Biology professors win coveted Murdock grants
Turning over barnacle-encrusted rocks, one by one, craning your neck to catch a glimpse of a bird or sloshing through a muddy tributary might not seem like hard core scientific endeavors. But think again. It’s research such as this that gleaned three assistant professors of biology – Michael Behrens, Julie Smith and Jacob Egge – grants totaling more than $120,000. The support, provided by the Vancouver, Wash. based M.J. Murdock Charitable Trust will fund three student-faculty research projects.
Each year, the trust funds dozens of projects that will enhance the quality of life in the Pacific Northwest by providing grants and enrichment programs to organizations seeking to strengthen the region’s educational, spiritual, and cultural base in creative and sustainable ways. In 2009, the trust funded 43 scientific projects with $2.9 million in grants.
“The foundation feels it’s important to support scientific exploration of the natural world, and this grants, including the grants to Pacific Lutheran University, are an important part of that work,” said Dana Miller, senior program director for the Murdock Trust.
The grants to PLU will fund two years of student-faculty research looking into the ecology of the Pacific Northwest, as well as species divergence in several Mississippi River tributaries. Each professor will work with four students (two each summer) over the next two years to both collect and analyze data.
For Behrens, the grant means he will continue his work into researching prickleback fishes indigenous to the Olympic peninsula. Behrens will study of the digestive physiology of tidepool fishes, and how temperature and diet affect the growth in the species. This will further the research into why some areas support fish that are herbivores, while other parts of the globe support fish that are basically carnivores and omnivores.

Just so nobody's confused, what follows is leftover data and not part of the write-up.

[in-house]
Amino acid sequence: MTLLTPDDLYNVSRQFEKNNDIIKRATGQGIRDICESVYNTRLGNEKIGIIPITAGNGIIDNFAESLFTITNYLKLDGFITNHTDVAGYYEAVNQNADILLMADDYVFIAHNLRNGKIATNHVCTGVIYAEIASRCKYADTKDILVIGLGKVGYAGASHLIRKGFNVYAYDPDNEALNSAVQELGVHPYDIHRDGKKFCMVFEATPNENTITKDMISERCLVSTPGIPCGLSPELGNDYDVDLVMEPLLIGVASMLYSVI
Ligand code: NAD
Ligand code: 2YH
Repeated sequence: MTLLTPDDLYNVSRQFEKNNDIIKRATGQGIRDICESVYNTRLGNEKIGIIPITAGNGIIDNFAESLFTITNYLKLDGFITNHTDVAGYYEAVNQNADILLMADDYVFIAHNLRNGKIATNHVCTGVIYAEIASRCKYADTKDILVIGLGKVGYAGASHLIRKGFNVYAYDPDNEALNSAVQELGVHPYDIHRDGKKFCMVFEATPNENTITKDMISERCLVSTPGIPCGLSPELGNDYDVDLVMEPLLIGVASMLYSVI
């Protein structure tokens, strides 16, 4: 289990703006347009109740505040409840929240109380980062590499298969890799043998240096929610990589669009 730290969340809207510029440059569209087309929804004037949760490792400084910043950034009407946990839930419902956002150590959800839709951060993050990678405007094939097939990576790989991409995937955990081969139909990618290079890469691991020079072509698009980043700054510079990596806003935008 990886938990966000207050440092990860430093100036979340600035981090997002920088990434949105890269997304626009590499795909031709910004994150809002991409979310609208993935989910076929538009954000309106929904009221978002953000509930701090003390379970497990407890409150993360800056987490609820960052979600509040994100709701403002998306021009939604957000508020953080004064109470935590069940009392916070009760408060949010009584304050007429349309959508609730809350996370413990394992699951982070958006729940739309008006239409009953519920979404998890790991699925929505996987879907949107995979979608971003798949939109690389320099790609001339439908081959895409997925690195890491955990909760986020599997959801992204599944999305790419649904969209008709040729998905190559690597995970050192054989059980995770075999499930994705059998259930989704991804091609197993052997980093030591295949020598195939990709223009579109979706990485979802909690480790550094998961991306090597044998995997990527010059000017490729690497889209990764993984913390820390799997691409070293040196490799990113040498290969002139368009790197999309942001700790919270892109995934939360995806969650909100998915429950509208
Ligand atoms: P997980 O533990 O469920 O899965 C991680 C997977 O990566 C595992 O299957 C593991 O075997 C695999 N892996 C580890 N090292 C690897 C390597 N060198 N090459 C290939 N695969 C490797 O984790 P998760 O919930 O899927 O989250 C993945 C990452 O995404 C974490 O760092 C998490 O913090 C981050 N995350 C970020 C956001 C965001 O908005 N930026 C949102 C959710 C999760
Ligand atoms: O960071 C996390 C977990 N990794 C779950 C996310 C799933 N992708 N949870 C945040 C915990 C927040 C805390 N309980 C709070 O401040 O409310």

It’s been recognized since the early 1960s that there are lots of herbivores in the tropics, but very few at higher latitudes,” he said.
“But it’s not been addressed on why this might be.”
This research may eventually have links to climate change, and why or how one species might survive, while others may not, Behrens noted.
Specifically, Behrens’ team will be looking at an eel-like fish known as the rock prickleback and the black prickleback.
While Behrens will be on the beach, Egge will be taking his crew up the Mississippi River into a series of embayments or streams that drain into it. Egge’s crew will see if the Mississippi acts as a natural barrier that isolates species along the river.
Egge will be studying the DNA of different fish – two species of catfish and one minnow – gathered along the Mississippi this June.
“If you’re in stream A, and you have all close relatives in stream A, but have some relatives also in stream B, it indicates your ancestors were able to move around from stream to stream,” he said.
The team will also be looking at how long a species of fish might have been in a given stream. For example, some fish populations may have started developing 5 million years ago, when glaciations isolated the area, he said.
As the only professor who will have her feet firmly planted on dry land, and neck craned into the hair, Julie Smith will be researching red crossbills, which have developed a unique ability to pry seeds out of different type of pine cones through their moniker – a bill that crosses at the end.
Smith is interested if different types of crossbills – those that may get seeds from the ponderosa pine and those from the western hemlock – breed with each other. There is evidence they do not.
She’s also interested in what exactly contributes to their breeding isolation. Do they have different calls? Breeding areas? Seasonal cycles? So this first year, Smith’s team will be driving around Oregon and Washington with recording equipment, trying to find populations of crossbills.
“I’ve heard about a good Douglas Fir crop in the lower Puget Sound area,” she mused.
She’s probably going to check that out first, microphone in hand.